Category Archives: New Testament

Murder of a Jewish High Priest at NT Jericho

For the few tour/academic groups that visit New Testament Jericho usually, because of time constraints, the main (northern) site is viewed from the south of the Wadi Qilt, but an exploratory walk on the north side of the wadi does pay dividends.

One of the distinctive structures north of the wadi is a double pool that was built in conjunction with the Hasmonean Palace during the reign of Alexander Jannaeus (103–76 BCE).  It was refurbished by Herod the Great.

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View of the double swimming pool where the handsome, eighteen year old, Hasmonean High Priest, Aristobulus III was murdered by Herod’s colleagues. Click on Image to Enlarge and/or Download.

Each pool measures 42 x 60 ft. and each is 10 ft. deep.  Note the staircases that lead down into the north (near) and south (far) basins.  A wide wall separates the two basins.

It was probably here, in 35 BC, that the brother-in-law of Herod, the young High Priest Aristobulus III, “accidently” drowned while “playing” with some of Herod’s youth.  His death marked the end of potential Hasmonean take over of Herod’s throne.

(53) Upon all this Herod resolved to complete what he had intended against the young man [Aristobulus III]. When therefore the festival was over, and he was feasting at Jericho with Alexandra, who entertained him there, he was then very pleasant with the young man, and drew him into a lonely place, and at the same time played with him in a juvenile and ludicrous manner.

(54) Now the nature of that place was hotter than ordinary; so they went out in a body, and of a sudden, and in a vein of madness; and as they stood by the fish ponds, of which there were large ones about the house, they went to cool themselves [by bathing], because it was in the midst of a hot day.

(55) At first they were only spectators of Herod’s servants and acquaintances as they were swimming; but after a while, the young man, at the instigation of Herod, went into the water among them, while such of Herod’s acquaintances as he had appointed to do it, dipped him as he was swimming, and plunged him under water, in the dark of the evening, as if it had been done in sport only; nor did they desist till he was entirely suffocated.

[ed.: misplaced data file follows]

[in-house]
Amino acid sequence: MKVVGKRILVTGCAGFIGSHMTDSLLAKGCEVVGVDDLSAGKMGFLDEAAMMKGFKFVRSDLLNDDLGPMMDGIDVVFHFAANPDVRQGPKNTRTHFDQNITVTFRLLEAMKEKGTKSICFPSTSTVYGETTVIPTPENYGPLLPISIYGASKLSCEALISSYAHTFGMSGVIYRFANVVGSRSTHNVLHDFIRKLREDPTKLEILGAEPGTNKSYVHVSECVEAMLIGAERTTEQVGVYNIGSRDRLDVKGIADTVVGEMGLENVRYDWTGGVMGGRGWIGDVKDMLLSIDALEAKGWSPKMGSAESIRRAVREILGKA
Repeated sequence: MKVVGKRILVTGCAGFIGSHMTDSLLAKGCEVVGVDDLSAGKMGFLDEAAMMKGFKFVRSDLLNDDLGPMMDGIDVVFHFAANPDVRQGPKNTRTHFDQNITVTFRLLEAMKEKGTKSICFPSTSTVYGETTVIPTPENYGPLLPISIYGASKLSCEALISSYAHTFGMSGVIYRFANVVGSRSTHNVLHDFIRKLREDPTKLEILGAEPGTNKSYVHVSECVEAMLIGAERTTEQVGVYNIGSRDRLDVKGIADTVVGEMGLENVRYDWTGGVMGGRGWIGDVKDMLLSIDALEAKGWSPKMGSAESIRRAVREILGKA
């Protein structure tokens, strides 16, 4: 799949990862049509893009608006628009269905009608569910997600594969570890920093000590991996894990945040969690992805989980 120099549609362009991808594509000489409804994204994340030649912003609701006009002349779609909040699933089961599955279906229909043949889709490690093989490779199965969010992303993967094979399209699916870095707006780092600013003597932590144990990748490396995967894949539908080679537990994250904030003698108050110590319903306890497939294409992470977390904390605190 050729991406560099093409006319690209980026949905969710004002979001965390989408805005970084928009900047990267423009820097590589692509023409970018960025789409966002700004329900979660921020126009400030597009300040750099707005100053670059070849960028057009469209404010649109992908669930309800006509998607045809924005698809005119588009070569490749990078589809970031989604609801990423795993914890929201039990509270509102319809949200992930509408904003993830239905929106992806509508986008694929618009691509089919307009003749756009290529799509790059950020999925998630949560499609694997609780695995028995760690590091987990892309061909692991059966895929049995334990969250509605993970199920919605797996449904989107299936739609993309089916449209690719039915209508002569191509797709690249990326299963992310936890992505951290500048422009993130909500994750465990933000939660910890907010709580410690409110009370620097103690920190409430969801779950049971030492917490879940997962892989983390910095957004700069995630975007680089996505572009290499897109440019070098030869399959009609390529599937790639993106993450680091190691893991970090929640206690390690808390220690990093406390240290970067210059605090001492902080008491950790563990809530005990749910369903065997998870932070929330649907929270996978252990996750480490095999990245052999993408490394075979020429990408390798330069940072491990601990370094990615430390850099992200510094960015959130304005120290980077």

(56) And thus was Aristobulus murdered, having lived no more in all than eighteen years, and kept the high priesthood one year only; which high priesthood Ananelus now recovered again. (Josephus, Antiquities of the Jews 15:53–56).

This is the same Herod (r. 37–4 B.C.) who murdered his beloved wife Mariamne, a mother-in-law, an uncle, and three of his sons.  The Herod who was alive when Jesus was born (ca. 5 B.C.) and before whom the “Magi” asked “where is he who is born king of the Jews?” and who subsequently slaughtered the infants of Bethlehem (Matthew 2:1–3, 16–18).

To view 18 high–resolution images of Herodian Jericho Click Here.

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New Testament/Herodian Jericho

Most tour groups to Israel will visit the site of Old Testament Jericho.  However, there is a site about 2 miles south of there where first the Hasmoneans and then King Herod built a series of palaces along the Wadi Qelt.

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View looking north at Herod the Great’s Third Palace at Jericho—on the north side of the Wadi Qelt.  Click on Image to Enlarge and/or Download.

From left to right is a large reception room, a large courtyard, a Roman bath (including cool, dressing, warm, and hot rooms), another courtyard and service area (sloping down and to the right).

HerodThirdPalaceDuring the winter, when there is rain, sleet, and snow in Jerusalem, generally the climate in Jericho is warm and pleasant!

Jericho was famous for the agricultural products that were grown here—especially Balsam shrubs/trees.

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This is a view of a pool that, according to the excavator, was used for the soaking of Balsam branches. Click on Image to Enlarge and/or Download.

The balsam plantations at Jericho were world famous and this precious commodity was shipped all over the Roman World.  To harvest it I believe that usually not-too-deep slits were cut into the branches of the bush with either a sharp bone or piece of glass—never with a metal knife.  The sap that came out was processed for its scent.

Evidently, another method included the cutting and soaking of crushed branches, in a pool such as this, but I am not certain how that process actually worked.  I am guessing that the finished product, although valuable, was not as good quality as that produced by the method described above.

For 18 high resolution images of Herodian/New Testament Jericho Click Here.

The road leading to and from Jerusalem passed by theses palaces.

  1. Jewish Pilgrims going up to and returning from Jerusalem.
  2. Jesus’s family visiting Jerusalem? (Luke 2:41–52)
  3. The setting for the Parable of the Good Samaritan. (Luke 10:25–37)
  4. Healing blind Bartimaeus (and friend). (Matt 20:29–34; Mark 10:46–52; Luke 18:35–43)
  5. Visiting Zacchaeus the [balsam?] tax collector. (Luke 19:1–10)

The following 11 minute video traces the route of this road from Jericho to Jerusalem.

See Netzer, Ehud, and Rachel Laureys–Chachy. The Architecture of Herod, the Great Builder. Grand Rapids: Baker Academic, 2008, pp. 42–80.

Herod the Great and The Stadium and Theater at Jericho

About half way between Old Testament Jericho and the Second Temple Palaces of Jericho there is a site called Tell es–Samarat.  This tell was partially excavated and the area surveyed by Ehud Netzer.

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View looking south from the top of Tell es–Samarat at the “stadium” of Second Temple Jericho. Click on Image to Enlarge and/or Download.